Vulnerable newborn types: Analysis of population‐based registries for 165 million births in 23 countries, 2000–2021

Lorena Suárez‐Idueta, Judith Yargawa, Hannah Blencowe, Ellen Bradley, Yemisrach B. Okwaraji, Veronica Pingray, Luz Gibbons, Adrienne Gordon, Kara Warrilow, Enny S. Paixao, Ila Rocha Falcão, Sarka Lisonkova, Qi Wen, Francisco Mardones, Raúl Caulier‐Cisterna, Petr Velebil, Jitka Jírová, Erzsebet Horváth‐Puhó, Henrik Toft Sørensen, Luule SakkeusLili Abuladze, Mika Gissler, Mohammad Heidarzadeh, Maziar Moradi‐Lakeh, Khalid A. Yunis, Ayah Al Bizri, Shamala D. Karalasingam, Ravichandran Jeganathan, Arturo Barranco, Lisa Broeders, Aimée E. van Dijk, Luis Huicho, Hugo Guillermo Quezada‐Pinedo, Kim Nail Cajachagua‐Torres, Fawziya Alyafei, Mai AlQubaisi, Geum Joon Cho, Ho Yeon Kim, Neda Razaz, Jonas Söderling, Lucy K. Smith, Jennifer Kurinczuk, Estelle Lowry, Neil Rowland, Rachael Wood, Kirsten Monteath, Isabel Pereyra, Gabriella Pravia, Eric O. Ohuma*, Robert E. Black, the National Vulnerable Newborn Prevalence Collaborative Group and Vulnerable Newborn Measurement Core Group

*Corresponding author for this work

Research output: Contribution to journalArticlepeer-review

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To examine the prevalence of novel newborn types among 165 million live births in 23 countries from 2000 to 2021.

Population-based, multi-country analysis.

National data systems in 23 middle- and high-income countries.

Liveborn infants.

Country teams with high-quality data were invited to be part of the Vulnerable Newborn Measurement Collaboration. We classified live births by six newborn types based on gestational age information (preterm 90th centile) for gestational age, according to INTERGROWTH-21st standards. We considered small newborn types of any combination of preterm or SGA, and term + LGA was considered large. Time trends were analysed using 3-year moving averages for small and large types.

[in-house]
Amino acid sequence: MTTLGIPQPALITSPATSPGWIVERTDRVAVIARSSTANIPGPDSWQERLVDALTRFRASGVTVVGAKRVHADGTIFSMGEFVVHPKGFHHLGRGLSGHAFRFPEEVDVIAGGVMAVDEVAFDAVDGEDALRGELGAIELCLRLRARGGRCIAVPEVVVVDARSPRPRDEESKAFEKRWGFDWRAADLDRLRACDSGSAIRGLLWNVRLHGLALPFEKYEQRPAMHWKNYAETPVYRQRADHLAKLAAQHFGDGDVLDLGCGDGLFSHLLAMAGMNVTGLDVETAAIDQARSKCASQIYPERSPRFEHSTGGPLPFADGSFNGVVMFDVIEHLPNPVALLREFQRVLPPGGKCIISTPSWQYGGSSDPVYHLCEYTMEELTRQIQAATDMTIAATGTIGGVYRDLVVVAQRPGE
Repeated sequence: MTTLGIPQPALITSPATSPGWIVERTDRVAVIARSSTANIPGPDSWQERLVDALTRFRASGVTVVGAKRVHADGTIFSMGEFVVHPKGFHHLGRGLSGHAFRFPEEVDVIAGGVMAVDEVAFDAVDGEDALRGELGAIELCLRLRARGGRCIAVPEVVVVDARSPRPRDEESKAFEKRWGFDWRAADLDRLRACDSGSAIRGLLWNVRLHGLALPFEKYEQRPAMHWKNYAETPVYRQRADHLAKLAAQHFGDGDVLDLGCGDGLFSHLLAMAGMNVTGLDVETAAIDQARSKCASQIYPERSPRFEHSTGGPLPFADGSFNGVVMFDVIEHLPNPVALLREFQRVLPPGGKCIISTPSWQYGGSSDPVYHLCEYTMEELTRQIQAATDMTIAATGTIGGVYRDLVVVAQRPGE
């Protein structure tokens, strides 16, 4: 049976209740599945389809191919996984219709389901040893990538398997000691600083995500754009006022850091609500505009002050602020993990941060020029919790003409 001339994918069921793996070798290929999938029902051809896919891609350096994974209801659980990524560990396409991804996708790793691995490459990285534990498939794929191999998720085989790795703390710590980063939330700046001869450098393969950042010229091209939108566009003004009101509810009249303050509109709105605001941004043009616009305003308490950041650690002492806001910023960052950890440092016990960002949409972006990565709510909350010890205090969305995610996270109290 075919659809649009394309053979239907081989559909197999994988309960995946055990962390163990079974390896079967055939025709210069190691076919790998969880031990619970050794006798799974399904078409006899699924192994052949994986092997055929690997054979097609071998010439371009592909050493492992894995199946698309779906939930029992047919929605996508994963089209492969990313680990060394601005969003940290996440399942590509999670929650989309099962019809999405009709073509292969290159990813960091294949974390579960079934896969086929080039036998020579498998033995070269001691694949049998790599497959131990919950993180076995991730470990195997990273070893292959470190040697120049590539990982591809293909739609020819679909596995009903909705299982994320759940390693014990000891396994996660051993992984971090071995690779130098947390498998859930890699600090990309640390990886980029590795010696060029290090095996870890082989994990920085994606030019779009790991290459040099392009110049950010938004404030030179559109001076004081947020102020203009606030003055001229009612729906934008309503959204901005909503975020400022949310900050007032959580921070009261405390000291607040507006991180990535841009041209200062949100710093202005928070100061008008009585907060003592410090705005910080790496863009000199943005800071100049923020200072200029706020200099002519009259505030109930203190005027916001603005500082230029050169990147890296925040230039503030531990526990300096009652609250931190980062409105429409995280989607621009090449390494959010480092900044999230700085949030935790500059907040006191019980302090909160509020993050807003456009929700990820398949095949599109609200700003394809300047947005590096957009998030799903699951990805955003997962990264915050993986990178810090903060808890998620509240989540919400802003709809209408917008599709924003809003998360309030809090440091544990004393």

Main outcome measures
Prevalence of six newborn types.

We analysed 165 017 419 live births and the median prevalence of small types was 11.7% – highest in Malaysia (26%) and Qatar (15.7%). Overall, 18.1% of newborns were large (term + LGA) and was highest in Estonia 28.8% and Denmark 25.9%. Time trends of small and large infants were relatively stable in most countries.

The distribution of newborn types varies across the 23 middle- and high-income countries. Small newborn types were highest in west Asian countries and large types were highest in Europe. To better understand the global patterns of these novel newborn types, more information is needed, especially from low- and middle-income countries.
Original languageEnglish
JournalBJOG: An International Journal of Obstetrics and Gynaecology
Early online date08 May 2023
Publication statusEarly online date - 08 May 2023


  • low birthweight
  • newborn
  • preterm birth
  • size for gestational age


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